The morning after Donald Trump was elected our president, I gave a talk at a women’s leadership conference put on by Thomson Reuters. During the Q&A, the highest voted question was “How do we think about what happened last night?” This is the answer I gave.
There are a number of ways to approach the election, and I’m sure there will be both scientists and pundits who comment at length in the coming days. So let me speak from a personal place.
I love Hemingway, and particularly For Whom The Bells Tolls. There is a quote that has always stuck with me: “The world is a fine place and worth fighting for…”. At the end of the movie Se7en, Morgan Freeman’s character shares this quote, adding “I believe in the second part”.
I still believe the world is a fine place, that people are essentially good, and that we will continue up and to the right in the long term. But if you cannot convince yourself of that, remember that the second part remains true. Good or bad, this is worth fighting for. This is not a time to flee to Canada; we need fighters, here and now. We need you.
Republicans used to say “Love it or leave it”. I love it. So I’m staying.
This doesn’t mean I’m giving up my right to be opinionated. To note that we elected (not they, we) a man who makes openly sexist and racist comments. To not be OK with that. To be angry.
But I’m reminded of the story of C. P. Ellis. I grew up in rural Oregon and though I have been away these many years, I am indelibly a country person in ways that are difficult to describe. Across race and class and gender last night, no demographic was so important as where you live: cities voted for Clinton, everyone else for Trump.
They are not idiots. They are not all racist, or sexist. They are a part of my family (both metaphorically and in actuality) that deeply and powerfully feel that they have been marginalized. They are experiencing the pain and loss that comes from that. And they voted accordingly.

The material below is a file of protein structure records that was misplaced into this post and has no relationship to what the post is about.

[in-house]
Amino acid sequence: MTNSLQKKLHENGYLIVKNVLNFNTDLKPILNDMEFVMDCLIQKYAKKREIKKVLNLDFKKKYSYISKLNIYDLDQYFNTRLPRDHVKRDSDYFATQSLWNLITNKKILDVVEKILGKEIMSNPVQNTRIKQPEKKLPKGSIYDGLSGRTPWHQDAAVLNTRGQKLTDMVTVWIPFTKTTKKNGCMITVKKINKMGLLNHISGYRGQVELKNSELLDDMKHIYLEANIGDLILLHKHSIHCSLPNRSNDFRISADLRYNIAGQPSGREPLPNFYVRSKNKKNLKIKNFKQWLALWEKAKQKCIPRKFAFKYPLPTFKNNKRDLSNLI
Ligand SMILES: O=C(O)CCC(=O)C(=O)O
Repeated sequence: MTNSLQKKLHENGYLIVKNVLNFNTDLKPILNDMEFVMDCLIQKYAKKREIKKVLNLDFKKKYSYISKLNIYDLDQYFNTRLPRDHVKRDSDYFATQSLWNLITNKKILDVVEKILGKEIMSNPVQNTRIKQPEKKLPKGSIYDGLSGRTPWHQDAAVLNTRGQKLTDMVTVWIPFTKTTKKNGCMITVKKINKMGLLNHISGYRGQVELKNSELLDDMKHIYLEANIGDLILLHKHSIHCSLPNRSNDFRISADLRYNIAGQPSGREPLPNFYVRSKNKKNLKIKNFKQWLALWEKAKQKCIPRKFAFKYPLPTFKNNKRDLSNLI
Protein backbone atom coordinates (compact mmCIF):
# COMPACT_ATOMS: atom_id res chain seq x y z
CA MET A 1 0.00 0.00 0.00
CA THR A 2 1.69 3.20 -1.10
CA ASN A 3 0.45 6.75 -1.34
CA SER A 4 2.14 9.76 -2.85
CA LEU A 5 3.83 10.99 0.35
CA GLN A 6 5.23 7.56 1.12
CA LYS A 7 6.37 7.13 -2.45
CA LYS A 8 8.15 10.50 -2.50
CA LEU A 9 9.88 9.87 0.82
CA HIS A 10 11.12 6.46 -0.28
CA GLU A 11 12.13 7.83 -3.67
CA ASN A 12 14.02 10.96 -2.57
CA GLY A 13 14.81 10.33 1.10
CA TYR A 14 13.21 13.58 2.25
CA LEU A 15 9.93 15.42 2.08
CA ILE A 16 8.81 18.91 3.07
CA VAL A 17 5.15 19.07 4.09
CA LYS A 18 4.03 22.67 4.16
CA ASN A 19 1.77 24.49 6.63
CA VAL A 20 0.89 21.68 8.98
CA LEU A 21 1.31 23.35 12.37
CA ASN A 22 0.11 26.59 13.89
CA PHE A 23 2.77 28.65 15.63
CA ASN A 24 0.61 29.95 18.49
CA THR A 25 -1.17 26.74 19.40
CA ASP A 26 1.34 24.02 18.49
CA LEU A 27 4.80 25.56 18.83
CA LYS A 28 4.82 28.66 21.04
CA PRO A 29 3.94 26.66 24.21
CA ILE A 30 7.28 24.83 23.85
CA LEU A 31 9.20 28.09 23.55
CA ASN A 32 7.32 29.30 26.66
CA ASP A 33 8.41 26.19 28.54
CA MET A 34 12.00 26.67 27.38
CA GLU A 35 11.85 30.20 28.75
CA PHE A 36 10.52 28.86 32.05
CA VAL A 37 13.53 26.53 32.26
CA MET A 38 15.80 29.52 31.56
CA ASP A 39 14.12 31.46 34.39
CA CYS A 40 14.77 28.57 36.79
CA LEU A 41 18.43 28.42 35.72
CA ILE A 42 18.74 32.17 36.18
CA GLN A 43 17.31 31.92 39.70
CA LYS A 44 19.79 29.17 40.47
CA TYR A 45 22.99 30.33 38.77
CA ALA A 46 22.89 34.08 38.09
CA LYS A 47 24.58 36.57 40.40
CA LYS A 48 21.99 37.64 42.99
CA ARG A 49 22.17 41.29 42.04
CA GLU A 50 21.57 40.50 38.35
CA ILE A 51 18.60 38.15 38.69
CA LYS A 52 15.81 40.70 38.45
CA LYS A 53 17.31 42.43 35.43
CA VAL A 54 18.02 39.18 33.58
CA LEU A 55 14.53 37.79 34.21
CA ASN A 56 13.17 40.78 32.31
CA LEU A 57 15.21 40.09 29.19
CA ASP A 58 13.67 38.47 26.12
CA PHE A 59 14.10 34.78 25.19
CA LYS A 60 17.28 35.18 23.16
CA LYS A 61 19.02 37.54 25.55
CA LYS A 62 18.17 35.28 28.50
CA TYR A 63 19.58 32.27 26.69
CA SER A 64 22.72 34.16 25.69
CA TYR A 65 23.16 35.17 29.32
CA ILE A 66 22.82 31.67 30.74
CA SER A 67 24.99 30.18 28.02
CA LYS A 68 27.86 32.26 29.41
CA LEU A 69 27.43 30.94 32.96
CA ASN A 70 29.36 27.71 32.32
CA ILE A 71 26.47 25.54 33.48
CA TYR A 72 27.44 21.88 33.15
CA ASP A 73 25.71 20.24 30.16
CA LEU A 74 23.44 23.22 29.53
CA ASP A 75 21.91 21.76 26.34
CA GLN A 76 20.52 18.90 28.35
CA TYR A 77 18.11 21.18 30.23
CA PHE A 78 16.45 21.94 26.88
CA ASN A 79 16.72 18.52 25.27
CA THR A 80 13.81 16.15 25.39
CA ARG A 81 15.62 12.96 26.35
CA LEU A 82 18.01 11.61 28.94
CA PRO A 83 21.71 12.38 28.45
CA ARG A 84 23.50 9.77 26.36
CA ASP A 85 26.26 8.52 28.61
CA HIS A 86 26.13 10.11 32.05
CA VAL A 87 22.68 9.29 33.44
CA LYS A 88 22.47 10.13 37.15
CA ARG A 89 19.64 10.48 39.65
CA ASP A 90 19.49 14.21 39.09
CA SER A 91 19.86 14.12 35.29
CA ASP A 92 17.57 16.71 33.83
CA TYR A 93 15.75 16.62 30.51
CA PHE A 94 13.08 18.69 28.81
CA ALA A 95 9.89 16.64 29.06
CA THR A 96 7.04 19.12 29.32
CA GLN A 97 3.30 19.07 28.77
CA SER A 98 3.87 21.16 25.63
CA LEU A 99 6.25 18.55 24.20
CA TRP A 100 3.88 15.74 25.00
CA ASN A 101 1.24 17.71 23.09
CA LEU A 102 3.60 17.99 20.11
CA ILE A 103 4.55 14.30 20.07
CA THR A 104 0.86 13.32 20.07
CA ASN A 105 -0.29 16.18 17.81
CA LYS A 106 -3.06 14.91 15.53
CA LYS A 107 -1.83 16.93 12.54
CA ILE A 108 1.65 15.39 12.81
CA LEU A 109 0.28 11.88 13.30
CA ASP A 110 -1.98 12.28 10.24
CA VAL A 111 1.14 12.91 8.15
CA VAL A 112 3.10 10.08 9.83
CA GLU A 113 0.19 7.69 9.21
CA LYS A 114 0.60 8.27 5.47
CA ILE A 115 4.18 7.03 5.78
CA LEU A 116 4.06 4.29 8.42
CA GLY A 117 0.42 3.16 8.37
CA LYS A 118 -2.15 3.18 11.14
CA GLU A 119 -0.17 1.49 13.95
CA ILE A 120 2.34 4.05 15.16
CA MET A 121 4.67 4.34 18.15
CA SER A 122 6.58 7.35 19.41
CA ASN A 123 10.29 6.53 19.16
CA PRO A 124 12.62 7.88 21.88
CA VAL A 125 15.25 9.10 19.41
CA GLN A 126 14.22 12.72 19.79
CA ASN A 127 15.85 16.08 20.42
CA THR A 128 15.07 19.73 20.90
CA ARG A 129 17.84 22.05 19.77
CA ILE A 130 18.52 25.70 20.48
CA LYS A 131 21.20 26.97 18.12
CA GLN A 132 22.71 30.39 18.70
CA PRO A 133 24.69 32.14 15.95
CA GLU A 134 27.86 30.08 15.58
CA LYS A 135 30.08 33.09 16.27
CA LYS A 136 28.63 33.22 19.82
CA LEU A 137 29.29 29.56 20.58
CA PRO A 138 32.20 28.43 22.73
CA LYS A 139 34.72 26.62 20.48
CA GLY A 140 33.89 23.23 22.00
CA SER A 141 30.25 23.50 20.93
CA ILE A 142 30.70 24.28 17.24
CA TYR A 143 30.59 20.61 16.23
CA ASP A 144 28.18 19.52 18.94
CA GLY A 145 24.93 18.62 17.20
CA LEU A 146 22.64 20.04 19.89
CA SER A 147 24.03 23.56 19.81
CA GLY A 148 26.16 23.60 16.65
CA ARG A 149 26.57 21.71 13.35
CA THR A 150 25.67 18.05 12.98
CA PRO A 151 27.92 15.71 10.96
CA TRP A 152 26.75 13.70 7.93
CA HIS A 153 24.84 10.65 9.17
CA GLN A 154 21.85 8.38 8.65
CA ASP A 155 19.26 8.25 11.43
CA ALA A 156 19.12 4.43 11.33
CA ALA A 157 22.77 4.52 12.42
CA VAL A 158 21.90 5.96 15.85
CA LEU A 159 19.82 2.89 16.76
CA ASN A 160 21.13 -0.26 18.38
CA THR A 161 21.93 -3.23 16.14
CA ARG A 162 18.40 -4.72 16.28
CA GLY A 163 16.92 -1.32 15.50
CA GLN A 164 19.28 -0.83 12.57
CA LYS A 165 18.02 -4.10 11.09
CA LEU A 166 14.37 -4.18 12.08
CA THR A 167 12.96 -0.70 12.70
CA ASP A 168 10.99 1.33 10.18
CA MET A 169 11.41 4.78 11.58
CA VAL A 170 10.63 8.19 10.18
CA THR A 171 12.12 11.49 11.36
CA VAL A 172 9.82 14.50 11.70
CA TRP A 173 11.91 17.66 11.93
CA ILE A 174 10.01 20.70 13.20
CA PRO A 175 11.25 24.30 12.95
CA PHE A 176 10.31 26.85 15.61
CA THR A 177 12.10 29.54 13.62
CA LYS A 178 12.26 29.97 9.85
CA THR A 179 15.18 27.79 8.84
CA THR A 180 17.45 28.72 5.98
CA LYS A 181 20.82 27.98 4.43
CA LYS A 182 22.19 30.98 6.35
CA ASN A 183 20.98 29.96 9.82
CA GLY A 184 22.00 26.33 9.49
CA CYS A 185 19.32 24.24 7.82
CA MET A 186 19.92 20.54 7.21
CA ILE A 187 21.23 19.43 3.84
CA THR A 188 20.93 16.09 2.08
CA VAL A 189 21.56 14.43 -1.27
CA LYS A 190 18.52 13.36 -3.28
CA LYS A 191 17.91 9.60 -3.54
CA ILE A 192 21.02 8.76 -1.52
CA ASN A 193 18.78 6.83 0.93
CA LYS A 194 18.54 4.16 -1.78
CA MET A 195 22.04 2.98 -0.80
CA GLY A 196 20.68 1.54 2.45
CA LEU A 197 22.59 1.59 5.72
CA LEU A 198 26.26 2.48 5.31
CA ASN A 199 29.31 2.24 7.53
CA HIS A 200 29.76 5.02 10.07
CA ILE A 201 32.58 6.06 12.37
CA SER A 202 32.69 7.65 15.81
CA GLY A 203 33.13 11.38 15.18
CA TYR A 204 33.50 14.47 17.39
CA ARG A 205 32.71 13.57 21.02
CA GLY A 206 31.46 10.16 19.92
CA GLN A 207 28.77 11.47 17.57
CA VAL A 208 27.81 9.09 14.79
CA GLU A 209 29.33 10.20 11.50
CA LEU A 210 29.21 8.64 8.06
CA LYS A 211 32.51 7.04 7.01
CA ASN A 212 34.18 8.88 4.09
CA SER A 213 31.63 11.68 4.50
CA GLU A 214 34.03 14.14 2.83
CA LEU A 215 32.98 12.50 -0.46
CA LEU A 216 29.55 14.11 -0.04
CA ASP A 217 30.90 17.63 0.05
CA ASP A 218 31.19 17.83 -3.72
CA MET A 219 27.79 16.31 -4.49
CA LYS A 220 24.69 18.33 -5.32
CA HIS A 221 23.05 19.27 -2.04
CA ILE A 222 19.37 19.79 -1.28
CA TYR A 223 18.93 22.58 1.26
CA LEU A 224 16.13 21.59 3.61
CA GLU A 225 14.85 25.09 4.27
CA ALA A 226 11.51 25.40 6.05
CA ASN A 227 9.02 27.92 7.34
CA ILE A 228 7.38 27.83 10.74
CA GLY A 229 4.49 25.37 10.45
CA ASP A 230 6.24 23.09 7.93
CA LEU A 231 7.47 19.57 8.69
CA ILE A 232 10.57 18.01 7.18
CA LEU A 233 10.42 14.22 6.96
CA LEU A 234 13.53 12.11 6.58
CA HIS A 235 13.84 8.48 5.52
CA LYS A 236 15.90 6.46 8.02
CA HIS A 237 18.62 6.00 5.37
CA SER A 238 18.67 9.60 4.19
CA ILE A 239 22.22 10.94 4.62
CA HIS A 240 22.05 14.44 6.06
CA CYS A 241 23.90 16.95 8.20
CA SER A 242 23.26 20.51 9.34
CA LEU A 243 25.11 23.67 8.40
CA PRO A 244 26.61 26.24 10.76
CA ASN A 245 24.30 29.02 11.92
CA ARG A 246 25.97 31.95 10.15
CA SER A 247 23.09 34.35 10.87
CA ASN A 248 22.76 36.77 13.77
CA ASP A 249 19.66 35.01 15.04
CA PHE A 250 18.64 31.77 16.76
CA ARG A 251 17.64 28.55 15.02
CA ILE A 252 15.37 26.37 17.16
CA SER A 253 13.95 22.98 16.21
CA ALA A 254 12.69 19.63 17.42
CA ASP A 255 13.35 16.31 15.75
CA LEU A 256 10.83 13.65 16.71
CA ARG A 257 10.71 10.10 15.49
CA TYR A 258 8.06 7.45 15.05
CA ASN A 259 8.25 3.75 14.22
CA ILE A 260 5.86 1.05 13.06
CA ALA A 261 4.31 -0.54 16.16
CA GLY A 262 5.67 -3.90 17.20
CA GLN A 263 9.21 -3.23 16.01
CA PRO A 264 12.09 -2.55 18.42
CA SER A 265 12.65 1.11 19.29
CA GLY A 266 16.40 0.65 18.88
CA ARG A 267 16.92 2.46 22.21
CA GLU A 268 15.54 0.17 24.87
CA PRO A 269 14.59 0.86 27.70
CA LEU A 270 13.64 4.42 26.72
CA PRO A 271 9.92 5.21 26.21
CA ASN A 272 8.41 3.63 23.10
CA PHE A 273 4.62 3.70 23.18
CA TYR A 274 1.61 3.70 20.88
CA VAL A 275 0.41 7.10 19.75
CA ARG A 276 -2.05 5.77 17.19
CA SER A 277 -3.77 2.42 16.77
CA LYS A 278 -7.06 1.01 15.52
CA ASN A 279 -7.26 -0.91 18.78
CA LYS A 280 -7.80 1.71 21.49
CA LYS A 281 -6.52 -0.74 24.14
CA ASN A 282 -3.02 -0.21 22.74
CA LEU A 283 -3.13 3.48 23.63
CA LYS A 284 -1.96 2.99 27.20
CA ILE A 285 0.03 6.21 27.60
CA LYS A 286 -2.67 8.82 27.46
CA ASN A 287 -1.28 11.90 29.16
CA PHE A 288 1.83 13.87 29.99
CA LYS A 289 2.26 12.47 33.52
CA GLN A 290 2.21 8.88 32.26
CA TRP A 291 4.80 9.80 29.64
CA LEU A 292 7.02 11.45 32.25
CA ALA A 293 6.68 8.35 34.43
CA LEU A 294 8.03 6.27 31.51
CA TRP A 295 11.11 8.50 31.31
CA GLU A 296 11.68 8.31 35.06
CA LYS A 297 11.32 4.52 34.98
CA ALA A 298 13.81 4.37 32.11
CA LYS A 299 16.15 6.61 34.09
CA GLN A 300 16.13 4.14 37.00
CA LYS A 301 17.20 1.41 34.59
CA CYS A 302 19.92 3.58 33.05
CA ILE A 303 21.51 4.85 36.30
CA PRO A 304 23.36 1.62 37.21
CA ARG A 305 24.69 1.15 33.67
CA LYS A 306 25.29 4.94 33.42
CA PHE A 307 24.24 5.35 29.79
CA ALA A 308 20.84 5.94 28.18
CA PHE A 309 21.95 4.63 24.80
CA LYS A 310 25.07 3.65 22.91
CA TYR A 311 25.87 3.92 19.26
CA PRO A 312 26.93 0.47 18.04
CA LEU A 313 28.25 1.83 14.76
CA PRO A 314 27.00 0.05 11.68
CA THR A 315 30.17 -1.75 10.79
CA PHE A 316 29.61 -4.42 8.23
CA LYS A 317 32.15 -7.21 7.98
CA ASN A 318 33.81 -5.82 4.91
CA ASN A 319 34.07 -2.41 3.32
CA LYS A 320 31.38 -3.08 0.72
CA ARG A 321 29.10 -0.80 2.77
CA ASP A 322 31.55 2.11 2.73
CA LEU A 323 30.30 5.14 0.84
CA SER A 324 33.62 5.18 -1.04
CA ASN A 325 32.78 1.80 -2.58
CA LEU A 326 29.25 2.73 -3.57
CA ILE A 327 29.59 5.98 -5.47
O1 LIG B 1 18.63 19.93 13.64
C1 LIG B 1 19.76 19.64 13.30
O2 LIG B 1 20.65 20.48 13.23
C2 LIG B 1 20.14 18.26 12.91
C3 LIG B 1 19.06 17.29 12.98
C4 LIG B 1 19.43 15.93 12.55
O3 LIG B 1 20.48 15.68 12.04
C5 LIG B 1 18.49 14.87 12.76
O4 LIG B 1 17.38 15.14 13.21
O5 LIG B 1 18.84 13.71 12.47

C. P. Ellis was an avowed racist and head of the Ku Klux Klan in his town. When his town desegregated the schools, he was invited to co-chair the committee, alongside a black woman named Ann Atwater. And because she did not reject him but embraced him, because she treated him as intelligent and worth talking to, he left the Klan and eventually became a labor organizer. And her lifelong friend.
One of my friends texted me this morning and said “Just scary to think how we have no idea who our neighbors are.” Maybe that needs to change. Maybe it is time to find out. We need to get to know each other at a deep and personal level, and to take the extraordinary step that is empathy and compassion.
That’s easy for me to say, as a white man with wealth. I am probably better off, individually, than I was yesterday on lots of measures, if much poorer as a husband, father, and member of a civilized society. I recognize the gall of saying to those who now face an even more uphill battle against racism and sexism “Open your arms and embrace they who have put you here”.
I also know that if we want change, short of bloody revolution, compassion is our greatest hope. The Ballot or The Bullet. I cannot abide the bullet. I want to live here. So we elected Trump together – now what? Who will we be? What will we do? We get to decide, each of us, today and tomorrow and for the next four years. Love it or leave it. Understand or reject. It is a decision we must all make carefully.
Side note: Today reminds me of power outages. Or 9-11. Or any of the other events, both large and small, that cause people to rally together and to recognize the common human decency that lives in most everyone. I have this amazing little boy that I love; not one given to prayer, or God, I pray we all do the right thing. Oh, how I pray.